Younger adults admitted to hospital with Covid are almost as likely to suffer from complications as those over 50 years old, a study has found.
Four in 10 of these between 19 and 49 developed problems with their kidneys, lungs, or other organs while treated.
The research checked out 73,197 adults of all ages across 302 UK hospitals within the first wave of Covid in 2020.
“The message is that this is often not just a disease of the elderly and frail,” said Prof Calum Semple, who led the work.
“The data reinforces the very fact that Covid isn’t flu and that we are seeing even young adults coming into hospital suffering significant complications, a number of which can require furthering monitoring and potentially further treatment within the future.”
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The study, conducted by researchers at seven UK universities, the Department of Health and Social Care and Public Health England, checked out the amount of “complications” in those needing hospital treatment for Covid-19, defined as an organ-specific diagnosis.
Overall, around half of all adult patients suffered a least one complication during their hospital stay. the foremost common was a kidney injury, followed by lung and heart damage.
The highest rates were in those over 50 years old, with 51% reporting a minimum of one problem. But they were also “very common” in younger age groups. Some 37% of 30 to 39-year-olds and 44% of 40 to 49-year-olds had a minimum of one complication recorded by nurses and medical students involved within the study.
Doctors aren’t yet certain how a severe Covid illness can cause organ damage, but it’s thought in some cases the body’s own system can spark an inflammatory response and injure healthy tissue.
Paul Godfrey, from Frinton in Essex, developed Covid in March 2020 after suffering what he thought was a chest infection.
Paul, who was 31 at the time of diagnosis and has the lung condition bronchiectasis, said: “There’s little question about it – the NHS staff who cared on behalf of me saved my life. i might not be here today if it wasn’t for them.”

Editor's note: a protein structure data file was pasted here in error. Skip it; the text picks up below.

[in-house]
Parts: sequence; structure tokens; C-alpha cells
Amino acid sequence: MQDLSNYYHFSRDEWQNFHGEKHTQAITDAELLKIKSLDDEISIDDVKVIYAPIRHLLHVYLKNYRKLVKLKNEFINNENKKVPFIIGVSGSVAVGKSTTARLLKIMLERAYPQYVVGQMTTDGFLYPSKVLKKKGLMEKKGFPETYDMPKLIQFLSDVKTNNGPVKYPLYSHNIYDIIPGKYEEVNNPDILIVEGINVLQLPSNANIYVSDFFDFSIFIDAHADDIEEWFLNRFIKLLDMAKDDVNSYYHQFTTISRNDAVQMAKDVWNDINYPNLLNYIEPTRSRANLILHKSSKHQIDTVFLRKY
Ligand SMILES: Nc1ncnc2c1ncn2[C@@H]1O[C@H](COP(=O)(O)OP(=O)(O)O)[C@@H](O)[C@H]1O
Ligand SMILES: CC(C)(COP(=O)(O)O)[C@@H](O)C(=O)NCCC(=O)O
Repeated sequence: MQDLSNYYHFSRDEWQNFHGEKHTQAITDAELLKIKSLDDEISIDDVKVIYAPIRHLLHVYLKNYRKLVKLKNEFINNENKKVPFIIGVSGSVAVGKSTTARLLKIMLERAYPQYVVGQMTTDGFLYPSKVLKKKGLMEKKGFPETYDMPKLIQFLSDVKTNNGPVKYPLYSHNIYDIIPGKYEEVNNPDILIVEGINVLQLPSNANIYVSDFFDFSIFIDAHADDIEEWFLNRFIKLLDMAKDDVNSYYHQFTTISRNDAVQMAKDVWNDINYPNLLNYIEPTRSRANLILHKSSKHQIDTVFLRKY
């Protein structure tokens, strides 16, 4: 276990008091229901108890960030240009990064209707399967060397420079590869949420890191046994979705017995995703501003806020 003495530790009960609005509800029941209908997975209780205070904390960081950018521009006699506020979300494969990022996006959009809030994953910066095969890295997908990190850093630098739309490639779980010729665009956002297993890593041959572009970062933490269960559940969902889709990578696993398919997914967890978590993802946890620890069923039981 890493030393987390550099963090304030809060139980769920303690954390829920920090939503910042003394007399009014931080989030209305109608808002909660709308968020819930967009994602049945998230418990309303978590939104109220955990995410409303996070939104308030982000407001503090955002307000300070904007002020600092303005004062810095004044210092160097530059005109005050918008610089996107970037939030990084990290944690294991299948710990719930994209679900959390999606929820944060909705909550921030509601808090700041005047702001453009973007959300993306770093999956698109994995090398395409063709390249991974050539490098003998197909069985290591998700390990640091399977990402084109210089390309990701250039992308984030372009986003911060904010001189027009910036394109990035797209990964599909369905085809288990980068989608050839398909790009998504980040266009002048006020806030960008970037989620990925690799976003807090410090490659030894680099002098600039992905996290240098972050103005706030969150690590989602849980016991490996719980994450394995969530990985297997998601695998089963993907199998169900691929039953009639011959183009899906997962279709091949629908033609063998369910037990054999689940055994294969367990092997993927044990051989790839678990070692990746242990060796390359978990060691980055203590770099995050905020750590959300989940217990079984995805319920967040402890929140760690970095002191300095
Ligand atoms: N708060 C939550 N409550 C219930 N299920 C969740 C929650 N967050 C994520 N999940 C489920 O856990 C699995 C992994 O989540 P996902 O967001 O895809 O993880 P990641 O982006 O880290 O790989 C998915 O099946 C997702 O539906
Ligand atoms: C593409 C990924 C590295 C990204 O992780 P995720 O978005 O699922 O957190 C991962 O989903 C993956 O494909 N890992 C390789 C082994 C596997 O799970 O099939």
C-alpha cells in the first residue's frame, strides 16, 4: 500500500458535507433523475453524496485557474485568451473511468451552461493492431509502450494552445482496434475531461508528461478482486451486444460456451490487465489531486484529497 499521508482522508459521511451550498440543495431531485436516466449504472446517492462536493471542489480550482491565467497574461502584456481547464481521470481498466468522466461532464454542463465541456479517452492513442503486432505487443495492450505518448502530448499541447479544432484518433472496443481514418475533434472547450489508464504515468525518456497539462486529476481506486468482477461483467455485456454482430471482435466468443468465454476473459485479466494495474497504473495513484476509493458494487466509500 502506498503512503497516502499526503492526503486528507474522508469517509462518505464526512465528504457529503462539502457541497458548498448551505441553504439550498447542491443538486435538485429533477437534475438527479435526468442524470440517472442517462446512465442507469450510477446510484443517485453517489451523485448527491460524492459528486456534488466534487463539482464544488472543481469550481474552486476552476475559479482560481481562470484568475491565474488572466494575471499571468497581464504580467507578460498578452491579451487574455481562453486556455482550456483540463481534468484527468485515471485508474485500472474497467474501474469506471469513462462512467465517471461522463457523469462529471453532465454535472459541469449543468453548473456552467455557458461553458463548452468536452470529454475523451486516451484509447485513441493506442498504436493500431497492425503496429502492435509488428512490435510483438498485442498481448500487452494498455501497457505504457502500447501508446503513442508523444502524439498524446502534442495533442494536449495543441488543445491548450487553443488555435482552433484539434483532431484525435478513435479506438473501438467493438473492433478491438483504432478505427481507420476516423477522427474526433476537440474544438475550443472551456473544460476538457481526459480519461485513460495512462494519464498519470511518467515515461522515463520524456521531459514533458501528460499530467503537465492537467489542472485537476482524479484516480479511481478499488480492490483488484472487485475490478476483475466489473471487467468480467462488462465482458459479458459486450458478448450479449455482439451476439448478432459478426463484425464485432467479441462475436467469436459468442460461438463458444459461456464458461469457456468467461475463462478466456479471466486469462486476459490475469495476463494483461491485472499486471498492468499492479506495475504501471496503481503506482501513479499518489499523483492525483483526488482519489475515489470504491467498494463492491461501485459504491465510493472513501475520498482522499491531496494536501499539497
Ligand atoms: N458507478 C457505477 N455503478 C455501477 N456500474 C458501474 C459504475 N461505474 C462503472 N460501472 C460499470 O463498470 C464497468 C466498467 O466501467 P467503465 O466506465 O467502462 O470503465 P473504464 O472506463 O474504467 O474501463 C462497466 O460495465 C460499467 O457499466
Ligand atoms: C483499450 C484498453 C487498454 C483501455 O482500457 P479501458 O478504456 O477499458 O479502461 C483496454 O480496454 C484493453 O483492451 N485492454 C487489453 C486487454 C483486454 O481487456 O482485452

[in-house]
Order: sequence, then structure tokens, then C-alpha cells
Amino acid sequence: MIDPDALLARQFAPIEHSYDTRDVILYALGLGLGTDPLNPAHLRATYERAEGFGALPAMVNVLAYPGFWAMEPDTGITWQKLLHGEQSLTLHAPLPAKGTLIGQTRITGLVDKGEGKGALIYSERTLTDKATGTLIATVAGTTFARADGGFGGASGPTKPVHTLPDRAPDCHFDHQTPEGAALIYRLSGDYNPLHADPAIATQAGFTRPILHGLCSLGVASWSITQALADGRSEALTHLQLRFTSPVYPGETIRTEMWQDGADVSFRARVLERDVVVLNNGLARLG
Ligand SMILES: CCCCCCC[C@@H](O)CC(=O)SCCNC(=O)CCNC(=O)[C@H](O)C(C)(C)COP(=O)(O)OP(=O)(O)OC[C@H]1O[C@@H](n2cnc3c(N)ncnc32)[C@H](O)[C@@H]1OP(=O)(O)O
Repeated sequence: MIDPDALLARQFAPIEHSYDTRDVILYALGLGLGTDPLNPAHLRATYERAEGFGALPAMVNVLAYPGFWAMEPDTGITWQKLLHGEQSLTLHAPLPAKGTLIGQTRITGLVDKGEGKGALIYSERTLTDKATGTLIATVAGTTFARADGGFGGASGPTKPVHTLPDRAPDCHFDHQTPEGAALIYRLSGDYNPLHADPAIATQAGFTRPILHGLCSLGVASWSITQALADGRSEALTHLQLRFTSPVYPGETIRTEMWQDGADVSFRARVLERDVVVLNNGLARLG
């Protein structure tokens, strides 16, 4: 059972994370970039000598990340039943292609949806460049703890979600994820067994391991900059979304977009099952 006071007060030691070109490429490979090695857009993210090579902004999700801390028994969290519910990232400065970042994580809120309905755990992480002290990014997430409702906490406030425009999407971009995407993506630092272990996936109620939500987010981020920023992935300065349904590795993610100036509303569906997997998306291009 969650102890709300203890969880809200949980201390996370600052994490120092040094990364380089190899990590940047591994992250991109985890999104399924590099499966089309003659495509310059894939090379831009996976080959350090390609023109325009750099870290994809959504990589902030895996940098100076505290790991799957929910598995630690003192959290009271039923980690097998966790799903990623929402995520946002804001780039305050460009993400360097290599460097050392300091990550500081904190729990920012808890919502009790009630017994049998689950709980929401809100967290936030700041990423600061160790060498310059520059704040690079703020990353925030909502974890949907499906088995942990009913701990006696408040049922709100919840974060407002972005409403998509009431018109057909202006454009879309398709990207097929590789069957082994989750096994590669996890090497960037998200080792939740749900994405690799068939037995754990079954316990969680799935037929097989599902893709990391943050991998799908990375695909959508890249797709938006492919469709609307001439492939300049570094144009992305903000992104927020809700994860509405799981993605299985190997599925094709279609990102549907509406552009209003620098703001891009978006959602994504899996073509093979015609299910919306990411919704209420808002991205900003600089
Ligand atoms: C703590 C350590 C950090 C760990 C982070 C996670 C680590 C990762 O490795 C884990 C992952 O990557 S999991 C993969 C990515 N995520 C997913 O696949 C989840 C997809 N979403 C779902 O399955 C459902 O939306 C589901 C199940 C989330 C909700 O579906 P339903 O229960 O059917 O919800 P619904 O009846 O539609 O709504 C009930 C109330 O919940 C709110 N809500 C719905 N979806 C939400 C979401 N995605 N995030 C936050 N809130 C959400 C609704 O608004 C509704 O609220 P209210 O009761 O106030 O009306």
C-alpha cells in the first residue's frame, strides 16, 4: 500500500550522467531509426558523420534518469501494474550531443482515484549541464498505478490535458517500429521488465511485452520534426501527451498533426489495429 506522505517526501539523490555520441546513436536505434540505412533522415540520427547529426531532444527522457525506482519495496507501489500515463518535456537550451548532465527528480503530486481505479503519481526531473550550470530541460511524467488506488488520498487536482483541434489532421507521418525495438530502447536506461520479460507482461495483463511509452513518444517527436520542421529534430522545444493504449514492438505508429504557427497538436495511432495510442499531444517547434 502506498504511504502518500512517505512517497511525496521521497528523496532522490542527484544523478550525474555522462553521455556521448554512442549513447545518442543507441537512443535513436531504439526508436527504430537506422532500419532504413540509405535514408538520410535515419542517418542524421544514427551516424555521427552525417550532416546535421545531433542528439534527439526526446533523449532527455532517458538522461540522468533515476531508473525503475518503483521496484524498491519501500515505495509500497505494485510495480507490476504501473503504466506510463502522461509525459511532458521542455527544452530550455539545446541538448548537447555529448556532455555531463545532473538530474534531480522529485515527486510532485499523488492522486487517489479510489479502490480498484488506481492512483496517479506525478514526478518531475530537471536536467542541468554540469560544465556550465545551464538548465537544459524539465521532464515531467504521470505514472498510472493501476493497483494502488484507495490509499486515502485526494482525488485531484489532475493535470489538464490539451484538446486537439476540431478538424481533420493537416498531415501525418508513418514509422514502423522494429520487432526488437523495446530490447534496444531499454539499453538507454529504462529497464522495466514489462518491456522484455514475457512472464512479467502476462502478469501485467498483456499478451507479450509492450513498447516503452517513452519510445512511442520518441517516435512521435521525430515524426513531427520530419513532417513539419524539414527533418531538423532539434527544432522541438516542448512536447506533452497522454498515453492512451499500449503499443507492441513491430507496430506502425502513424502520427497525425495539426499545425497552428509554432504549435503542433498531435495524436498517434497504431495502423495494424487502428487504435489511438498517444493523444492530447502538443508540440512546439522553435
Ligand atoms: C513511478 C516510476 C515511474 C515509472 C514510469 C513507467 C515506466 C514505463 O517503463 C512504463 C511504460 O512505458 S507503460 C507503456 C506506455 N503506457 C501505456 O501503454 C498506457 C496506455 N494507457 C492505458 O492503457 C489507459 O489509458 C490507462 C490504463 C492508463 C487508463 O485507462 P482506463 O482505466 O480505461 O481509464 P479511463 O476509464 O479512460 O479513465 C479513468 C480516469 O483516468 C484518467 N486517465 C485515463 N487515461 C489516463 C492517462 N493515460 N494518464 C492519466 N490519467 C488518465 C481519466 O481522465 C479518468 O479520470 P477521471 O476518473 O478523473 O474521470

The study, published within the medical journal the Lancet, found that those with pre-existing conditions were more likely to report complications but the danger was high even in young, previously healthy individuals.
‘Worst experience of my life’
Paul was diagnosed with pneumonia in Colchester hospital and was told the rock bottom half of both his lungs had collapsed. He narrowly avoided being placed in an induced coma and spent a fortnight on a Covid ward before he was allowed range in a wheelchair.
The research showed that 13% of 19 to 29-year-olds and 17% of 30 to 39-year-olds hospitalized with Covid were unable to seem after themselves at discharge and had to believe friends and family.
“It was the worst experience of my life and that I am still handling it 18 months later,” said Paul, who continues to suffer from extreme fatigue and breathlessness caused by his illness.
“I don’t really know what the damage is to my body so I’m just praying I buy back to what I used to be .”
Age is that the single largest thing about determining a severe Covid infection.
Of the 406,687 people taken to hospital with the disease in England since the beginning of the pandemic, 62% were over the age of 65.
That leaves another 155,866 under the age of 65 who have needed hospital treatment since February 2020.
Higher vaccination rates within the elderly and vulnerable population mean that the typical age of those hospitalized with the disease has been falling.
In the week ending 4 July, there have been just 17 people over 85 years old admitted to hospital with Covid in England, compared with 478 aged between 25 and 44.
The research was conducted within the first wave of the pandemic between 17 January and 4 August 2020 – before vaccines were available and new variants of the virus had been detected.
The authors said the info suggested those with more severe Covid symptoms at admission to the hospital were more likely to suffer serious health problems, showing the importance of vaccines in reducing the severity of the disease during this latest wave.
The study was only designed to seem at short-term complications during a hospital stay but there’s evidence some organ damage can persist, becoming a sort of what’s referred to as long Covid.
“We do know from other infectious diseases that these kinds of problems together with your kidneys or heart can become longer-term complications,” said Dr. Annemarie Docherty, a senior clinical lecturer at the University of Edinburgh and a consultant in medical care medicine.
“I think it’s reasonable to expect that this might be an equivalent with Covid-19.